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Intracellular Events and Cell Fate in Filovirus Infection

1
Department of Microbiology, School of Medicine, Boston University, 72 East Concord Street, Boston, MA 02118, USA
2
National Emerging Infectious Diseases Laboratories Institute, Boston University, 72 East Concord Street, Boston, MA 02118, USA
3
Institute of Chemical Biology and Fundamental Medicine, Siberian Branch of Russian Academy of Science, Pr. Lavrent’eva, 8, Novosibirsk 630090, Russian Federation
*
Author to whom correspondence should be addressed.
Viruses 2011, 3(8), 1501-1531; https://doi.org/10.3390/v3081501
Received: 7 June 2011 / Revised: 9 August 2011 / Accepted: 15 August 2011 / Published: 24 August 2011
(This article belongs to the Special Issue Pathogenesis of Emerging and Re-Emerging RNA Viruses)
Marburg and Ebola viruses cause a severe hemorrhagic disease in humans with high fatality rates. Early target cells of filoviruses are monocytes, macrophages, and dendritic cells. The infection spreads to the liver, spleen and later other organs by blood and lymph flow. A hallmark of filovirus infection is the depletion of non-infected lymphocytes; however, the molecular mechanisms leading to the observed bystander lymphocyte apoptosis are poorly understood. Also, there is limited knowledge about the fate of infected cells in filovirus disease. In this review we will explore what is known about the intracellular events leading to virus amplification and cell damage in filovirus infection. Furthermore, we will discuss how cellular dysfunction and cell death may correlate with disease pathogenesis.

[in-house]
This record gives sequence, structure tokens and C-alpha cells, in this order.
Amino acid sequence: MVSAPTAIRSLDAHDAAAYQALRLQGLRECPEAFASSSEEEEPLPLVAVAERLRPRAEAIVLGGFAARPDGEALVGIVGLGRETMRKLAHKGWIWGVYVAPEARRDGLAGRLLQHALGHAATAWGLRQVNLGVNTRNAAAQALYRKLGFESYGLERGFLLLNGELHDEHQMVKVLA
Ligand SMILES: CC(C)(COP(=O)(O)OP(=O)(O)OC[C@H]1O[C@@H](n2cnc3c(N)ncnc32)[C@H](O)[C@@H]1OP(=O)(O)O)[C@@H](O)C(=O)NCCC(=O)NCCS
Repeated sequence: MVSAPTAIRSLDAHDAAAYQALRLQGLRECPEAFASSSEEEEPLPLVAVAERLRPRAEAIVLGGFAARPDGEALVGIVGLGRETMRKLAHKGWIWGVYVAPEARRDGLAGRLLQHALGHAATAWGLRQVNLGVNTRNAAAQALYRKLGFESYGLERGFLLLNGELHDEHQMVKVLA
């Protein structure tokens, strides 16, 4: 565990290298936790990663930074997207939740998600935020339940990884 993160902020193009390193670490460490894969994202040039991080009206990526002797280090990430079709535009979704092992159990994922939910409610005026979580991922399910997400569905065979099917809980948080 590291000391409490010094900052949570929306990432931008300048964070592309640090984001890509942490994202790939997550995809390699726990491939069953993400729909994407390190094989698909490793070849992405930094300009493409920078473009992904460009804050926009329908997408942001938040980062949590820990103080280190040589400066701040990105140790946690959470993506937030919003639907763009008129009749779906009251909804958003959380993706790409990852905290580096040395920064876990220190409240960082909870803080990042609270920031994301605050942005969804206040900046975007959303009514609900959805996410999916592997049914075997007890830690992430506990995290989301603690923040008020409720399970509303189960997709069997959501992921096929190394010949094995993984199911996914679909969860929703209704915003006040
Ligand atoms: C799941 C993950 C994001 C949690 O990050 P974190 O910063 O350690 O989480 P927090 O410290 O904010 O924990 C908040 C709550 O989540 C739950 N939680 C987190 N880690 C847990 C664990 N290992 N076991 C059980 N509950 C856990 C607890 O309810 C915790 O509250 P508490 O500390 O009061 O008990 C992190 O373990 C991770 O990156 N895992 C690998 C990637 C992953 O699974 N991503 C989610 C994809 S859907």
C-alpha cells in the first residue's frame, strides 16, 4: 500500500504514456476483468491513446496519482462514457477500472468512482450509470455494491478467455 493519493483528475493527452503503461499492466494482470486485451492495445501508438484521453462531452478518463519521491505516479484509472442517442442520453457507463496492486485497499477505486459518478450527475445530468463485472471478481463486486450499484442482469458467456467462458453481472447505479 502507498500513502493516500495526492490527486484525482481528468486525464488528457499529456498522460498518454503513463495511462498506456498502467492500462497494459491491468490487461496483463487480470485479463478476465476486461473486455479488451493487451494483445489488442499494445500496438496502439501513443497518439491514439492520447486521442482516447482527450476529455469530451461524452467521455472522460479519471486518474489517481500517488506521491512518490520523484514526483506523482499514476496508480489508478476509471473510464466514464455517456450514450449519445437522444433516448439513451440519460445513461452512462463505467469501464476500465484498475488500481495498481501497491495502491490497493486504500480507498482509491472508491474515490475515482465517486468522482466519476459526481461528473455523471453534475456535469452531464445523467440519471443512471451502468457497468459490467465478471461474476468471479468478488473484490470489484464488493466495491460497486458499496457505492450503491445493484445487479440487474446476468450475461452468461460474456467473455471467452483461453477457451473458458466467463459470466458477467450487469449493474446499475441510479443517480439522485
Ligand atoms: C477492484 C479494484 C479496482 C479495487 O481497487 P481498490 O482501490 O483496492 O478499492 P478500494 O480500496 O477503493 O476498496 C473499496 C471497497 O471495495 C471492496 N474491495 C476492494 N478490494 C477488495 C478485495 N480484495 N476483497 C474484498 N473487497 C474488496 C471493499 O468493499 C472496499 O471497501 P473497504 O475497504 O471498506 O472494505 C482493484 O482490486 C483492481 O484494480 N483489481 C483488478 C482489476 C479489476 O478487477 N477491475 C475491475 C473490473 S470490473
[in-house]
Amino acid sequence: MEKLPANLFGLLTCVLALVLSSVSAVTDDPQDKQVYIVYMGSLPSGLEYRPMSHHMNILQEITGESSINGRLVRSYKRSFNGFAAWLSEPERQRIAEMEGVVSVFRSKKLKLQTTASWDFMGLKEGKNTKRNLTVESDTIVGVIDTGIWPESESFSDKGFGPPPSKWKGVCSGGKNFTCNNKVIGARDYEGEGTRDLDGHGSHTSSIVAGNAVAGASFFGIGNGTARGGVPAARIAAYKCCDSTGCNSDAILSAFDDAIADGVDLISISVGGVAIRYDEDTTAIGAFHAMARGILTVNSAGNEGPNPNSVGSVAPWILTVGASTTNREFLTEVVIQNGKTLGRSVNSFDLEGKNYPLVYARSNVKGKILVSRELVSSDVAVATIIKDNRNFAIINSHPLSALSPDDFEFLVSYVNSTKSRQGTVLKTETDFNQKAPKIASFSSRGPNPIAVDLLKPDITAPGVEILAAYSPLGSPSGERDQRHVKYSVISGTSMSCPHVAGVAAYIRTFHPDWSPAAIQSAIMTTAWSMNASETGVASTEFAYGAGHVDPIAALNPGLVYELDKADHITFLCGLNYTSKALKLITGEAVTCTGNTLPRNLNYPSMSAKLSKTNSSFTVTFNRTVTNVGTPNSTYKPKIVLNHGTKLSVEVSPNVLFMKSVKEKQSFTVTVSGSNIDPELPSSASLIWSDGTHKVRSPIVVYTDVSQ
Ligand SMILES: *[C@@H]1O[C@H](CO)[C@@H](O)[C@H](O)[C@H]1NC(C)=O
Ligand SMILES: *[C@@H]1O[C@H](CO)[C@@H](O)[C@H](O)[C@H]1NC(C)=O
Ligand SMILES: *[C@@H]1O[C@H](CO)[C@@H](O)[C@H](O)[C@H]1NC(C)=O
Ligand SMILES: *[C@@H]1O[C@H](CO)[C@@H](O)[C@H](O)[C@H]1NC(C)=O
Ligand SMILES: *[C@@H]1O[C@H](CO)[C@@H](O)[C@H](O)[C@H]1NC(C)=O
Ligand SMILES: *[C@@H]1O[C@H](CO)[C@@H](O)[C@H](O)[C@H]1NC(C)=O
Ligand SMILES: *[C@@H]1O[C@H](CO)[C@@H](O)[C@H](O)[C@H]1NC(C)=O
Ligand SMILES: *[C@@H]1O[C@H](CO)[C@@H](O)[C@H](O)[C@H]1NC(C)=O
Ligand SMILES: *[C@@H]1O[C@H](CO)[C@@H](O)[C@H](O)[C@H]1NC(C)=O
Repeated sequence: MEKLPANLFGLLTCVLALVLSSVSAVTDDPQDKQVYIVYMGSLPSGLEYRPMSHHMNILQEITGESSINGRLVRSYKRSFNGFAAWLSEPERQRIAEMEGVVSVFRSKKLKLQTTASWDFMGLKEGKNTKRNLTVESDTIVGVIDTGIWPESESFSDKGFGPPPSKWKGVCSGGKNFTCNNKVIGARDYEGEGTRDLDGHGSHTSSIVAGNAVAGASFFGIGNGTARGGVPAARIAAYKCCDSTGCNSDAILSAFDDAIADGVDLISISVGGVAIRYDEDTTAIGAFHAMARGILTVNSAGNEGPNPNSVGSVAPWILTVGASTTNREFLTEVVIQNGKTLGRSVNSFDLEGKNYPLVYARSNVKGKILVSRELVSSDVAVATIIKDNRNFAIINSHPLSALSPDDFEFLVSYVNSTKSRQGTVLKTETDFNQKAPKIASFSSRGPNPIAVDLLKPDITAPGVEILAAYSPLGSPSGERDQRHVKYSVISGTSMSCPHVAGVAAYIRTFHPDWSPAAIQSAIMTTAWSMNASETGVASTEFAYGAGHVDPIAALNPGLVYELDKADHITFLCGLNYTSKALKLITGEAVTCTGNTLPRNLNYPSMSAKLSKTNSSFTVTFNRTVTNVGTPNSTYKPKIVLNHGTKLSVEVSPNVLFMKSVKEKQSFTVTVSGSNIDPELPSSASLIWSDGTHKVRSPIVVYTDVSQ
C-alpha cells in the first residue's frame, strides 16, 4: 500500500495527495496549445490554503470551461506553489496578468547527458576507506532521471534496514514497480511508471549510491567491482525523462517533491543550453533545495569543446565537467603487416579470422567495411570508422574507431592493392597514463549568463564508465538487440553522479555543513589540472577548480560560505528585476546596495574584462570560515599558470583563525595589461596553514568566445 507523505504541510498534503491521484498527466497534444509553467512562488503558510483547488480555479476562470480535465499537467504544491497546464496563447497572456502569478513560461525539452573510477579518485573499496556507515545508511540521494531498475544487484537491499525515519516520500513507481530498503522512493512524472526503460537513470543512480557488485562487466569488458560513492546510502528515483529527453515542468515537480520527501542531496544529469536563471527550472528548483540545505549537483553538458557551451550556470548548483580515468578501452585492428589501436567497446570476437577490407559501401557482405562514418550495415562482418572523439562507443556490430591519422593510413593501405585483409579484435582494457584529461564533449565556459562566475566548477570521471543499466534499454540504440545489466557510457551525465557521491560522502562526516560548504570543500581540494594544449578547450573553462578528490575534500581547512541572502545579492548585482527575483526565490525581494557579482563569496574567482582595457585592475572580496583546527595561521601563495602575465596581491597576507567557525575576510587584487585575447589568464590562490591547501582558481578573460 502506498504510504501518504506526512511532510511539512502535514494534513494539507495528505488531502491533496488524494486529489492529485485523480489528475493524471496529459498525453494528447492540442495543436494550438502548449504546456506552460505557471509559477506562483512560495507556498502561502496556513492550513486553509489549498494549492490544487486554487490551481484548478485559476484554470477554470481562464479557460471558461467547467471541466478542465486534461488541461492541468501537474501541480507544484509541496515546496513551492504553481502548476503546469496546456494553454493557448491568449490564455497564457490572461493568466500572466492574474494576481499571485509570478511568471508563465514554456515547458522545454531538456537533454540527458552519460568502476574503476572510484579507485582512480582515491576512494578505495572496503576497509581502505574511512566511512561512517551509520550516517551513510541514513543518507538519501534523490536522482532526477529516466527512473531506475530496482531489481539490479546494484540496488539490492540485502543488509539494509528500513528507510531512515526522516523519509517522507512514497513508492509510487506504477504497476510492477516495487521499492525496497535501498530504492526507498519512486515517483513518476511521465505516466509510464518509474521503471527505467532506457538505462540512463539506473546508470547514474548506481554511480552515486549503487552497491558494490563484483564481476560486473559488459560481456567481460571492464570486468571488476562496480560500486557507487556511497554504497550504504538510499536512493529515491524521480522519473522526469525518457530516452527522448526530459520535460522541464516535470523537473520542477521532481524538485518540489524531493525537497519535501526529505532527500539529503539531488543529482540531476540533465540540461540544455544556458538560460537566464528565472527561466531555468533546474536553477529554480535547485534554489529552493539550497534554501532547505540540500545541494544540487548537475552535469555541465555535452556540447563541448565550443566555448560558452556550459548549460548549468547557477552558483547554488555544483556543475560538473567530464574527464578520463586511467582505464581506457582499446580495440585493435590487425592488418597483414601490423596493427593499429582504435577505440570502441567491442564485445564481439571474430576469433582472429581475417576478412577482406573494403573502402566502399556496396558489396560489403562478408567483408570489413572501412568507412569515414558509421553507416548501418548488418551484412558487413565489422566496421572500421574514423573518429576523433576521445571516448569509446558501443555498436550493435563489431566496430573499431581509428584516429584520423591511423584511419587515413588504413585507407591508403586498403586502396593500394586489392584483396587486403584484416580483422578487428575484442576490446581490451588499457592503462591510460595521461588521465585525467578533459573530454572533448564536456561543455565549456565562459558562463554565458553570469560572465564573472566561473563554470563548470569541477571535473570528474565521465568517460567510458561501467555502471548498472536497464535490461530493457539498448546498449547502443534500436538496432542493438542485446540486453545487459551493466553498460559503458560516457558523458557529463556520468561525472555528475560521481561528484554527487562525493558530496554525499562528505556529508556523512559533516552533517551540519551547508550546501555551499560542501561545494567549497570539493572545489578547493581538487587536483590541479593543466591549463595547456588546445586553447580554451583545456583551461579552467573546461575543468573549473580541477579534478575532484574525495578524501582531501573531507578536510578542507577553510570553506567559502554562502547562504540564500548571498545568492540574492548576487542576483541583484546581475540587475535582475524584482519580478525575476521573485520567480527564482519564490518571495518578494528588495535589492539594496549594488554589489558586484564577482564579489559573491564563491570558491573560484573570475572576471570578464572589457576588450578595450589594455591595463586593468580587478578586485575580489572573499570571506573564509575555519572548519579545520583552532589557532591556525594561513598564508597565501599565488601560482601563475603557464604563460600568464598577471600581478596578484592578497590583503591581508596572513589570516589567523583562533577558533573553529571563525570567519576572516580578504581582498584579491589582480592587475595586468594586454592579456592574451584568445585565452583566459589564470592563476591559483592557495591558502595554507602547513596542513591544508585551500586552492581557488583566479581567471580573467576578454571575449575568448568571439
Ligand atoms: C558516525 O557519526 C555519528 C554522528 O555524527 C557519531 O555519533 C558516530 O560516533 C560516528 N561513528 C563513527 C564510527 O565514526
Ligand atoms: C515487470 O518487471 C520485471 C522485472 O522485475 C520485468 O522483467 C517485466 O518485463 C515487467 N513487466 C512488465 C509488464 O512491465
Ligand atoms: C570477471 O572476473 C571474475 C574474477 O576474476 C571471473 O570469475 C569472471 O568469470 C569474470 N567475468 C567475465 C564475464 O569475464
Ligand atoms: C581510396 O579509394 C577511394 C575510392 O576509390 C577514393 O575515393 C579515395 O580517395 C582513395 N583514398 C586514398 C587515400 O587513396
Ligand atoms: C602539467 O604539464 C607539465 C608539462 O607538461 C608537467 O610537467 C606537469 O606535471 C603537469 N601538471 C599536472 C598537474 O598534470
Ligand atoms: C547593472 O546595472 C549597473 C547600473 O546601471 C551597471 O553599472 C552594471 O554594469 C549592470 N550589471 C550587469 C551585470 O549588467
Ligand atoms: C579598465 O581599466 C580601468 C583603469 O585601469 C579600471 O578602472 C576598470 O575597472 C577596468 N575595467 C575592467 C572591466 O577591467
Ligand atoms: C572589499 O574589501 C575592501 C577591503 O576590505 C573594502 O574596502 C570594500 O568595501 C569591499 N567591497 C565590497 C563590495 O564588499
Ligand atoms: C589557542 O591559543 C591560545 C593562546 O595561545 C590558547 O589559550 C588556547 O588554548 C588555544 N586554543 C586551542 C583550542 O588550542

Keywords: Ebola Virus; Marburg Virus; filoviruses; viral replication cycle; target cells; animal models; ultrastructural analysis; virus-cell interaction; bystander apoptosis; cell death Ebola Virus; Marburg Virus; filoviruses; viral replication cycle; target cells; animal models; ultrastructural analysis; virus-cell interaction; bystander apoptosis; cell death
MDPI and ACS Style

Olejnik, J.; Ryabchikova, E.; Corley, R.B.; Mühlberger, E. Intracellular Events and Cell Fate in Filovirus Infection. Viruses 2011, 3, 1501-1531.

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